At the risk of sounding like a presumptive windbag (well more than usual, anyway) Anime is one of those things that clearly delineates generations in the west. With very few exceptions, basically everyone under the age of 35-40 will know what anime is, and any age much after that will only result in a bewildered look followed by a bark to fetch the pie cap and cane. I dunno, whatever old people do.
Well, that is true of the west. In Japan, everyone knows what it is, from the kid still being potty-trained to the crazy old lady who lives with as many cats as she does years to her age. This is down to two things: sheer ubiquity – anime and the associated style is everywhere – and by virtue of being around much longer. The first anime began to appear in the 1910s, with the classic anime ‘style’ you are familiar with taking hold from the 1960s when ‘Atom’, known to us as ‘Astro Boy’, exploded onto the scene. Think about that: that progression of anime mirrors the western-style animation, especially the history of Disney, remarkably closely. That’s no coincidence: Osamu Tezuka, creator of Atom, made no secret of his inspiration, of the exaggerated features from the American cartoons at the time. Of course, he took it to the next level: the big, expressive eyes, bold lines and sense of space all present in Western animation at the time were adopted, Japanified, spin-washed and leveled-up, a style that continues to this day.
Because – and this is both a plus and a minus – you can never mistake the anime style. The eyes are the most telling feature, but there are countless tropes in anime, most accessible of which are the ‘face faults’: a visual shorthand to indicate a character’s emotion. You have the throbbing forehead vein for anger, the sweat drop for embarrassment, spiral eyes for dizziness, and a complete face-transformation into a white-eyed fang monster for all-out rage mode.
The fact that so many amine use the same visual tricks and cues is, in my book, a bit of a let-down. Oh, I don’t expect every anime to reinvent the wheel – but many times I find it impossible to tell one anime from the other. Big colorful hair? Check. Cherry blossom streaming down? Check. A breeze ruffling up a female character’s skirt, sometimes revealing…well, yeah. Double-check. This lack of identity could stem from Japan’s group-mentality, and reluctance to stand out, which is a shame, because there is some fantastic anime out there with distinctive looks and feels all of their own.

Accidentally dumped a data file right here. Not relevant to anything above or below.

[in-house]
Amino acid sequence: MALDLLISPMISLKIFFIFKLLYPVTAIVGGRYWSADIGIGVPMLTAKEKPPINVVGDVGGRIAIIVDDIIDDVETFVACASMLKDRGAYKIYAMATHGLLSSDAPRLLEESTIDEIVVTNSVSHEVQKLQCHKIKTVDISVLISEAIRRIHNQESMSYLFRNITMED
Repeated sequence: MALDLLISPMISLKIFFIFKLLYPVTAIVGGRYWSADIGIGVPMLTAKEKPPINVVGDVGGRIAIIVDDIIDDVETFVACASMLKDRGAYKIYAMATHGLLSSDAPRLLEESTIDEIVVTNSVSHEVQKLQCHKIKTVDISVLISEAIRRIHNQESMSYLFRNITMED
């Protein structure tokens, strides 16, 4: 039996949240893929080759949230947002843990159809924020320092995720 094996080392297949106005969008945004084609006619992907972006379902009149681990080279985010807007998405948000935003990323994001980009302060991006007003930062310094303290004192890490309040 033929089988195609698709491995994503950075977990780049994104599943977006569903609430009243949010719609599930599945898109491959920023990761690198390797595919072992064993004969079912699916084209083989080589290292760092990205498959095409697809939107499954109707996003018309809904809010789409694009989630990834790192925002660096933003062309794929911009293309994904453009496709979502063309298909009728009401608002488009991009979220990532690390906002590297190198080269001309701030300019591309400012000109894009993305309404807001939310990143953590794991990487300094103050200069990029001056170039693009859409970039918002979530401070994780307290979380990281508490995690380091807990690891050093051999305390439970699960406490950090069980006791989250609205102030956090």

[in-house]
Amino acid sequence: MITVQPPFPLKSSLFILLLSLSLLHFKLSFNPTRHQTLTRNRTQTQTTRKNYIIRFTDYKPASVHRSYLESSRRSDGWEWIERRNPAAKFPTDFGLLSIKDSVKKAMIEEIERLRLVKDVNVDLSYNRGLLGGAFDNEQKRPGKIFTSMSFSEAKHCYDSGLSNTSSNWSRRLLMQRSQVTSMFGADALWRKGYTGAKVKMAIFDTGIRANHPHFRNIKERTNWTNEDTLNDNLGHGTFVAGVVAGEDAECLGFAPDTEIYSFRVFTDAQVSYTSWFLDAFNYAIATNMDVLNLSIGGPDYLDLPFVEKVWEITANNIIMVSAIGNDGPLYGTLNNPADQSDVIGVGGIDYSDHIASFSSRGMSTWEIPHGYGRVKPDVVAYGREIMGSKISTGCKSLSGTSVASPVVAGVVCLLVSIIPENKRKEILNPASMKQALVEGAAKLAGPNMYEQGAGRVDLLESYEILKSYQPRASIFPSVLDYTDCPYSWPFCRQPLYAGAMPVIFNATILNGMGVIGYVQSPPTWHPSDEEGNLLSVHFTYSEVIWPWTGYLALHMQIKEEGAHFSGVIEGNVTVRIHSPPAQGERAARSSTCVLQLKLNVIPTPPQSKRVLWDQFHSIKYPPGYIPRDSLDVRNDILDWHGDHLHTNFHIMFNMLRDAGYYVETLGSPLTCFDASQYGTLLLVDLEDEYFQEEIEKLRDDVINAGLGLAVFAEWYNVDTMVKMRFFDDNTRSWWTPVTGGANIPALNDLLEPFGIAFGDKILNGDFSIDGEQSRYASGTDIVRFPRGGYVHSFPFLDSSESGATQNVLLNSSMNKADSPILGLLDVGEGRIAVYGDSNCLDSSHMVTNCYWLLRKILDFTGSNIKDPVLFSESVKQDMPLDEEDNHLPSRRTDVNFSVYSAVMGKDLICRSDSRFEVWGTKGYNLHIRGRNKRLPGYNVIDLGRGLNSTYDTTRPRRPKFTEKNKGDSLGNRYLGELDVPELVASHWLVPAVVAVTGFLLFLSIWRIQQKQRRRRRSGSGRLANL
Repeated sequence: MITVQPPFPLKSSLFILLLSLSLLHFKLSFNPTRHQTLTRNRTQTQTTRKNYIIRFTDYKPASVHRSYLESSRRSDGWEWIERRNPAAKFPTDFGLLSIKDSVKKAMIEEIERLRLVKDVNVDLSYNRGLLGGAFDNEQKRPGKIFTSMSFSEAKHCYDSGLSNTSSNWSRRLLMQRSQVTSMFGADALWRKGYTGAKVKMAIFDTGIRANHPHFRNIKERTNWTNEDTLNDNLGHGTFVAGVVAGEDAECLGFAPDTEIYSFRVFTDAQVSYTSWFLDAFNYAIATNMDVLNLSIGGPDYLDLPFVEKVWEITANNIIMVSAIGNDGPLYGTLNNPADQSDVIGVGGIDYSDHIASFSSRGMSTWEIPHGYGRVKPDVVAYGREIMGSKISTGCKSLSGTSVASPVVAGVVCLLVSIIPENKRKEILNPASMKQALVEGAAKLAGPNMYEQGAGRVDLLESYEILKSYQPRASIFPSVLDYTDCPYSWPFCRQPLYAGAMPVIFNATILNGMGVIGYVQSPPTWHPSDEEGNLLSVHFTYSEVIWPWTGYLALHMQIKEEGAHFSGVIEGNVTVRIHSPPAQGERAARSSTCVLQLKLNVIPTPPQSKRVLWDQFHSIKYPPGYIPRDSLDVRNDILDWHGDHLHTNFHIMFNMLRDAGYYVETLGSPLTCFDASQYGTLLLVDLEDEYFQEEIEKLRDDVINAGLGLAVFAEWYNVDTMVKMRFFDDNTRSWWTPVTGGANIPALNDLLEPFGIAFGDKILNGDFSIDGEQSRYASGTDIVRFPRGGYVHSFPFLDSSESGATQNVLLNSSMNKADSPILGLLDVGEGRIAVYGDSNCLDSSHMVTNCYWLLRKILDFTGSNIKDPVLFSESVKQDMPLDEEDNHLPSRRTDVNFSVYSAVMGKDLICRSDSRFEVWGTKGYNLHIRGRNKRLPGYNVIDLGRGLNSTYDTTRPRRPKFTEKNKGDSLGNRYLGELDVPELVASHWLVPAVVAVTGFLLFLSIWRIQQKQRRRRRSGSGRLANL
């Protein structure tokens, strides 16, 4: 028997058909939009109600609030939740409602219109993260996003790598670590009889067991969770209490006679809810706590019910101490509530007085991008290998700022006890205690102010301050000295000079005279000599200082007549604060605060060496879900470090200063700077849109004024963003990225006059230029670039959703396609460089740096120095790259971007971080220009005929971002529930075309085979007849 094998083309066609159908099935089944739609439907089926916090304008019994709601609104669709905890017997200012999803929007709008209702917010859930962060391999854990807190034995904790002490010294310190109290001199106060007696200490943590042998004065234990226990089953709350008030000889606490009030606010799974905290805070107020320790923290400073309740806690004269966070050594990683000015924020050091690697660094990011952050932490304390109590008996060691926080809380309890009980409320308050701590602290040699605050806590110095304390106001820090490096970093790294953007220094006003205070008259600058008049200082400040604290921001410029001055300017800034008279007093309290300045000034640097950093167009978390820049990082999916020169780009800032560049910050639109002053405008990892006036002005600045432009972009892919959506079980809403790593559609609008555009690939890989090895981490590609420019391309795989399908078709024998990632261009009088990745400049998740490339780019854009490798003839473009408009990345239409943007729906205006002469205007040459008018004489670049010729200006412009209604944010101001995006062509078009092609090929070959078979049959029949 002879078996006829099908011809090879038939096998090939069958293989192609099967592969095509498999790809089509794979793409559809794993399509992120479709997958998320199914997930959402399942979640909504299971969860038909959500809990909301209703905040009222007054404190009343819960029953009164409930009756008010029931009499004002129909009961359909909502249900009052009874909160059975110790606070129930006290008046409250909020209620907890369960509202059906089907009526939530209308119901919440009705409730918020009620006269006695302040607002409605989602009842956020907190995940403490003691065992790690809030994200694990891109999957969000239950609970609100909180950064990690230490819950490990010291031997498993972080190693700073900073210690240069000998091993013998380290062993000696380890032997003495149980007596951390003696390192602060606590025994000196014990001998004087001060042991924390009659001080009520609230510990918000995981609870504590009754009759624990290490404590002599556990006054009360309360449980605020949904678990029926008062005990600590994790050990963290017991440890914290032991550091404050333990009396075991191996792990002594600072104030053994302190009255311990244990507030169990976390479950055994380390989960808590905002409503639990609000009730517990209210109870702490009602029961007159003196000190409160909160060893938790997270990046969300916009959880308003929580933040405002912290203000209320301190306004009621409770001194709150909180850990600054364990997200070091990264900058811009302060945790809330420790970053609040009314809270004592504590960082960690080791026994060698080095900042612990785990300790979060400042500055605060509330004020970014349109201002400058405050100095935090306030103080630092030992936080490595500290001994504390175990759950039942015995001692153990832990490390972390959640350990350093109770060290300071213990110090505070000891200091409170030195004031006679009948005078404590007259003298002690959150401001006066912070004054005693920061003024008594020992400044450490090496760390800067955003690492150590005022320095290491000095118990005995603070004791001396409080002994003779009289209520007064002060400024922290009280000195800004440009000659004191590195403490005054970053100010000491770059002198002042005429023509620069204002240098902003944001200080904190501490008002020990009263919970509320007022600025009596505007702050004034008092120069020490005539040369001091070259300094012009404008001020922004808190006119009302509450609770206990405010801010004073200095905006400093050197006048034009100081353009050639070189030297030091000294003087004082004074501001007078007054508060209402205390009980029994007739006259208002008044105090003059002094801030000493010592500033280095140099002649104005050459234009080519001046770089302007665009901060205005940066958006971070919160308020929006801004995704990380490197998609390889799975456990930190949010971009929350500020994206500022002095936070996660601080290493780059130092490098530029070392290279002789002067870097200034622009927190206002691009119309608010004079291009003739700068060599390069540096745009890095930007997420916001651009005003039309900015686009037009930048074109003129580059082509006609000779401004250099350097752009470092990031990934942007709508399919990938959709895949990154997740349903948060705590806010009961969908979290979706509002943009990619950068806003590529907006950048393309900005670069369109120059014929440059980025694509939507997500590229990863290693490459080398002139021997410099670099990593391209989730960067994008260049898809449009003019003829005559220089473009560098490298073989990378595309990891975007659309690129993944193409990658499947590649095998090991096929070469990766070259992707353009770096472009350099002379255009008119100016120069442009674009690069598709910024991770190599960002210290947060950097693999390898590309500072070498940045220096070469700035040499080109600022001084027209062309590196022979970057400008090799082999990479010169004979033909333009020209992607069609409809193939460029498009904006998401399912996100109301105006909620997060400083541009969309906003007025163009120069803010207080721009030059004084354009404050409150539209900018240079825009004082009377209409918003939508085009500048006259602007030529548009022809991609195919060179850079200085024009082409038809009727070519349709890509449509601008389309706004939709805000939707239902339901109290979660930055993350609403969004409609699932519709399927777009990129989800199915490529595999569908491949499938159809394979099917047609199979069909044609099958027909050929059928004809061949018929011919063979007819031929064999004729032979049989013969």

But even so – and now it is confession time – I am not the biggest fan of anime out there. Despite my complaints, I LOVE the look of it, the energy, the boldness. But story wise, I can’t abide most anime. Most TV series start with the best intentions, but quickly devolve into dragging out plots to breaking point, never-ending conflict with little or no resolution…and as I and worst of all, characters just standing around TALKING. Actually, some times you are even lucky if they do that. Sometimes they will stand/sit and just be silent while the camera pans left, right and sideways just to give you some sense of movement. Now don’t get me wrong, I get the need for talk and silence in stories – really, I do – but anime all too frequently pushes the boundary of ‘artistic’ and ‘playing for time’.
Then again, I’ve noticed that a lot of TV from around the world does this as well, so I can’t just point the finger at Japan here. But the problem seems especially chronic here in Japan because anime serials tend to be adaptations of popular manga, and by popular I mean ‘still in progress’. So when an anime catches up with the manga, it often has to jog on the spot and make up stories that deliberately go nowhere until the next manga issue comes out. You can really see this problem in the Naruto anime. One of my favorite anime series out there, Fullmetal Alchemist, instead went down the road of going off on it’s own story altogether, then starting the whole series over again when the manga was actually finished.
But there is no denying it: anime is one of the hallmarks of modern Japan, and despite my personal feelings it deserves to be.